masonry: question about brick repair

I have a small storage building made out of brick, about the size of a 1-car garage.
It has two walls, and inside wall made out of blocks and an external brick wall. (A phone company built this long ago)
On one side of the building, some of the bricks on the top row are starting to decay.
The tops of 3 of them have crumbled....and a few more look like they want to crumble. about 1/8 to 1/4 have crumbled and fallen off...one is as deep as 1/2 the brick has broken off. The rest of the brick is solidly connected to its mates.
The rest of the bricks in the wall seem fine, but I am afraid if I start up on the top row with a chisel to remove the rest of the broken bricks, I will damage bricks under or beside the crumbling brick.
Is it better to clean out the crumbled brick and build the hight of the brick back up with some kind of quick set morter?
Is there anything I seal the bricks with to protect the rest?
Thanks, Mike
Add pictures here
<% if( /^image/.test(type) ){ %>
<% } %>
<%-name%>
Add image file
Upload
You could be fighting a losing battle. Take a screwdriver and work your way down the courses from top to bottom of the wall(s). If you can crumble existing mortar using modest pressure to scratch along the bed joint you have a serious degradation. Historically speaking, if the building was worth keeping the wall(s) would have to be tuckpointed or replaced.
This already seems to be obvious to you at the top of the wall where the roof structure and flashing have played a role -- over time -- in contributing to the decay you have observed. Ordinarily I would presume this little building has met its useful lifetime but there is good news...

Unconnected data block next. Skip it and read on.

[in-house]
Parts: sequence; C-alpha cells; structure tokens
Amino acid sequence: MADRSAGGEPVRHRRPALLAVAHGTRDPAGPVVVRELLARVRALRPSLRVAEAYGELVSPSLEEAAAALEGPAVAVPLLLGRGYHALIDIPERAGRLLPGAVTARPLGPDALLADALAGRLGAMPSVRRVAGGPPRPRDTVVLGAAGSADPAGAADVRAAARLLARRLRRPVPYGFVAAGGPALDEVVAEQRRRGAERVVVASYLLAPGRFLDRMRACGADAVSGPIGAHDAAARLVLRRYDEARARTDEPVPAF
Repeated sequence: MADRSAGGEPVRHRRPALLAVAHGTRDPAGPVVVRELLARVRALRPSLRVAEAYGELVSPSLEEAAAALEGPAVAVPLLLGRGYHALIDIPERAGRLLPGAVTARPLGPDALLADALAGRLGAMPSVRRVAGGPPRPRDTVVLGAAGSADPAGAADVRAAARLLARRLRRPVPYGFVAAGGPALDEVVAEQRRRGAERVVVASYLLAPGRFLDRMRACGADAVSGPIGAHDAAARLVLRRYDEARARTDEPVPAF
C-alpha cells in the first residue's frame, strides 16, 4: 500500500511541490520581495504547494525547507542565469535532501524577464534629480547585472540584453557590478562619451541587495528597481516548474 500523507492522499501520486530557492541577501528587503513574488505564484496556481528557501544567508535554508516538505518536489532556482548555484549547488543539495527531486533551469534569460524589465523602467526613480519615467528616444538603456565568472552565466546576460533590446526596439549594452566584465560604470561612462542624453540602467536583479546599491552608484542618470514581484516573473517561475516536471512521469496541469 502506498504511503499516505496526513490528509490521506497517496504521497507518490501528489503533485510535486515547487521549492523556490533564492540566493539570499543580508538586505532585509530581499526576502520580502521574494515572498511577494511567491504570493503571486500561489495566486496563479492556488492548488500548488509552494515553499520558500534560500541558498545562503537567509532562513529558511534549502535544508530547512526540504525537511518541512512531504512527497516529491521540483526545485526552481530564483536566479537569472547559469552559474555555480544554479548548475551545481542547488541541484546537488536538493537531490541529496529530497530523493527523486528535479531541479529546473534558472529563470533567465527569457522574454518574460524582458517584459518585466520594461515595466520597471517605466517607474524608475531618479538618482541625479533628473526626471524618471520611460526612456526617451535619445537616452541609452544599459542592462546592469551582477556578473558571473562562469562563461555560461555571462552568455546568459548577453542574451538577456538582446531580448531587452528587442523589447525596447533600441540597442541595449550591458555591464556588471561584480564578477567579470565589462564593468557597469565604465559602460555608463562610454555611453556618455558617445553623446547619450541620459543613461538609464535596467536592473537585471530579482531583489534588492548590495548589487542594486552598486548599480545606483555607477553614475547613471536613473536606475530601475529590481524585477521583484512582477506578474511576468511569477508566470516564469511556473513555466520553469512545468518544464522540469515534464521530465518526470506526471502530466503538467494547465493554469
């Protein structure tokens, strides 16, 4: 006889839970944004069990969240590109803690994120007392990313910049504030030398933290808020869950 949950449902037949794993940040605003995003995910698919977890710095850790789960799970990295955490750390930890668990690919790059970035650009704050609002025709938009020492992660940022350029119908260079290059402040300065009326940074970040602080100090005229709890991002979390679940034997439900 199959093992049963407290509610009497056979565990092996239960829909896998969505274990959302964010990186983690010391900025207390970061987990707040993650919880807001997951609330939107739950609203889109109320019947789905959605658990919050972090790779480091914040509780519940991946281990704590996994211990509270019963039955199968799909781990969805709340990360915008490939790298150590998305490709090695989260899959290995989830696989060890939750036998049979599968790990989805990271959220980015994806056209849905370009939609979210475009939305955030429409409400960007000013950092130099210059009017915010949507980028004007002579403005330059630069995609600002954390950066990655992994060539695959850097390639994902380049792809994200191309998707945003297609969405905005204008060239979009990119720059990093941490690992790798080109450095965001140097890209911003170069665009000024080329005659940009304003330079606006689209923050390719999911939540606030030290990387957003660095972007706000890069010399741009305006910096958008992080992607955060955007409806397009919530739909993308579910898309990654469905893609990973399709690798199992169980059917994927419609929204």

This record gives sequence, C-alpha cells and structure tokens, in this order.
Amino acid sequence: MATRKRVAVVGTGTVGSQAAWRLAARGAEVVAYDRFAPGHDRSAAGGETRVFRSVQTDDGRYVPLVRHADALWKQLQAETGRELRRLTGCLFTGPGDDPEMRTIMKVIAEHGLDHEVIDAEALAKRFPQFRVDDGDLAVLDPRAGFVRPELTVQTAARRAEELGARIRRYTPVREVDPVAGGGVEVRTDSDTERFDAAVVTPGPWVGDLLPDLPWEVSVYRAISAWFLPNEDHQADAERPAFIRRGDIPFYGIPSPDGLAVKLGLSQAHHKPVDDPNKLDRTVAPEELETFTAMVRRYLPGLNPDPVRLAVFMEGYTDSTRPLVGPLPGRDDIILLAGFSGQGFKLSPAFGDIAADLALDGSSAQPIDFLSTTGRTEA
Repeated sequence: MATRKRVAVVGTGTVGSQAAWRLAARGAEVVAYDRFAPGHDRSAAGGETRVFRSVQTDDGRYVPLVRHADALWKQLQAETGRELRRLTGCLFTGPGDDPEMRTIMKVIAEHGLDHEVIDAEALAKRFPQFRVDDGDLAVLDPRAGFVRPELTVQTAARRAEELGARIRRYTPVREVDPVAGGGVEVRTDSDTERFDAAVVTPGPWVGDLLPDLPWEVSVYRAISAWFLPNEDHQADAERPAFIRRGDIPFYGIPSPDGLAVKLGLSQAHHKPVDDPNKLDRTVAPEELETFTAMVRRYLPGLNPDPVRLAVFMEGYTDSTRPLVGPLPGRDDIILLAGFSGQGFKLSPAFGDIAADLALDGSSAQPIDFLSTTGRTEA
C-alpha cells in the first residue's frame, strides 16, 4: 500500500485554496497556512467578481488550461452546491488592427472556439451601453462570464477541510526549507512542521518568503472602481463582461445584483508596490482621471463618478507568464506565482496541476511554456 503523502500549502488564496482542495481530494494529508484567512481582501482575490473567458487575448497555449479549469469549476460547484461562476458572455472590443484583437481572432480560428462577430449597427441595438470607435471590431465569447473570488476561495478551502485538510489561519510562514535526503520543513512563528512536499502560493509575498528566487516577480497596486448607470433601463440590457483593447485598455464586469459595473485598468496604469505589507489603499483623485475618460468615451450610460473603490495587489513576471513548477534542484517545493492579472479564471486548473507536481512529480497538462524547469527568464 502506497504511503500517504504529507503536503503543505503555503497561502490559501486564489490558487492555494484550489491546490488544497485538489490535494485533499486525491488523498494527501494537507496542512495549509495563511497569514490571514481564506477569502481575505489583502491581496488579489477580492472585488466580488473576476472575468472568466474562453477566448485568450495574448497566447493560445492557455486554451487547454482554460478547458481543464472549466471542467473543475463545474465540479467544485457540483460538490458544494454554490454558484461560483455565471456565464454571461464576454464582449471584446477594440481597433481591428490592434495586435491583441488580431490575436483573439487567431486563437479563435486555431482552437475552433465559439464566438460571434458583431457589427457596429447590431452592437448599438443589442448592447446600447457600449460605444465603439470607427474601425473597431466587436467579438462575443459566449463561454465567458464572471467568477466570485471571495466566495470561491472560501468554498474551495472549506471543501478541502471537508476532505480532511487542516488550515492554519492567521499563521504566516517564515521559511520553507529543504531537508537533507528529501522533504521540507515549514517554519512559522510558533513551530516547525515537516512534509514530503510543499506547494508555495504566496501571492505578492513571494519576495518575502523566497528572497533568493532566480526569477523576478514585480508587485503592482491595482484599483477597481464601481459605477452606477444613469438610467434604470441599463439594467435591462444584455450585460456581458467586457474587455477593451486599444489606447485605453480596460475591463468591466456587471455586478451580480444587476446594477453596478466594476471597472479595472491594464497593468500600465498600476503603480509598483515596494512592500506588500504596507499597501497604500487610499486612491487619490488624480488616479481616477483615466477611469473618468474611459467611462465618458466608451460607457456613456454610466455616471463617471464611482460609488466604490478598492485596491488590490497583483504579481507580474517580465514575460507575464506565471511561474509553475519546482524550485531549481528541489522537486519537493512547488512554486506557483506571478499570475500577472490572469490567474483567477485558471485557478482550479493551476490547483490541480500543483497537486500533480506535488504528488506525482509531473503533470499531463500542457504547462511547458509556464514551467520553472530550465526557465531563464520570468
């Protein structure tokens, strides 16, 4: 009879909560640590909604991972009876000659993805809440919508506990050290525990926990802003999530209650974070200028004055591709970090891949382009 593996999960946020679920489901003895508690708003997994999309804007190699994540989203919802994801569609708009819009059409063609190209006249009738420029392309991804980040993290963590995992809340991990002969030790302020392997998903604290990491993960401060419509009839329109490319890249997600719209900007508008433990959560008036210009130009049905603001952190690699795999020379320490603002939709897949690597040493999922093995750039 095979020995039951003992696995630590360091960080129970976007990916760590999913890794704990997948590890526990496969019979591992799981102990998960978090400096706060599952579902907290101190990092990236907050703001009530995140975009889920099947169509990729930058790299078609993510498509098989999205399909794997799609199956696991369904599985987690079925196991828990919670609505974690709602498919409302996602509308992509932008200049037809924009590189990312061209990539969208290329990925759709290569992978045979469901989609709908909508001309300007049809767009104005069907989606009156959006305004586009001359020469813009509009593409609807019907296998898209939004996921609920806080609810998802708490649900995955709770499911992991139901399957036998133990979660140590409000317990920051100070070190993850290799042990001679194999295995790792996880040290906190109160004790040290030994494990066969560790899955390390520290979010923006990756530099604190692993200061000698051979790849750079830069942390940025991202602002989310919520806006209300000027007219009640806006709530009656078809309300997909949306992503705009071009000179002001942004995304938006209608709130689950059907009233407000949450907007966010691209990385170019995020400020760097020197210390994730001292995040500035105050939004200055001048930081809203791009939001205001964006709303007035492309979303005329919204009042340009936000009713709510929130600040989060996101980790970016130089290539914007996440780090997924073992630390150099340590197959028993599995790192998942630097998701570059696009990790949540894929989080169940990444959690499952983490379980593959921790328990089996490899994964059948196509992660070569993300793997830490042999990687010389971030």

There has been some interesting developments in face brick surfacing techniques in regions prone to earthquake where unreinforced brick structures fall down and go boom. There are techniqes developed that wrap the brick building with a type of fabric which is sprayed with something to form a "girdle." Even decayed brickwork remains strong in compression (almost always that is) so the girdle is a reasonable way to restrict or prevent the brickwork from falling down due to lateral forces that may be present. There are variations on these girdling themes. It may be possible to wrap your little building like this and get another couple of decades of use out of it. Maybe many more decades outliving you! Check out historic masonry restoration contractors around San Francisco which I recall was the area where this new technique was created and is being used.
<%= Clinton Gallagher NET csgallagher AT metromilwaukee.com URL http://clintongallagher.metromilwaukee.com / MAP 432'17"N 882'37"W : 432'17"N 882'37"W

Add pictures here
<% if( /^image/.test(type) ){ %>
<% } %>
<%-name%>
Add image file
Upload
Clinton, Thanks for your reply and the idea. I don't know that I could wrap it though is the building abuts up to a building in the back and one on a side. Only 1 side and the front are exposed. The front is made with a different type of brick and it seems to show no signs of decay.
The bricks on the bottom where one can reach without a ladder are very solid and there are no cracks in the mortar. The top row is another story though.. and..perhaps as you say, below that too.
What should I do for a temporary fix? Would it slow the decay process if I cleaned out the current decay and built it back up with mortar?
Thanks, Mike
clintonG wrote:

Add pictures here
<% if( /^image/.test(type) ){ %>
<% } %>
<%-name%>
Add image file
Upload
Make the calls Mike. The whole-wrap concept doesn't sound as if it may apply but you never know what you're going to learn when talking to a couple of two or three real dudes who wear dirty pants if you know what I mean. Start local and work your way out.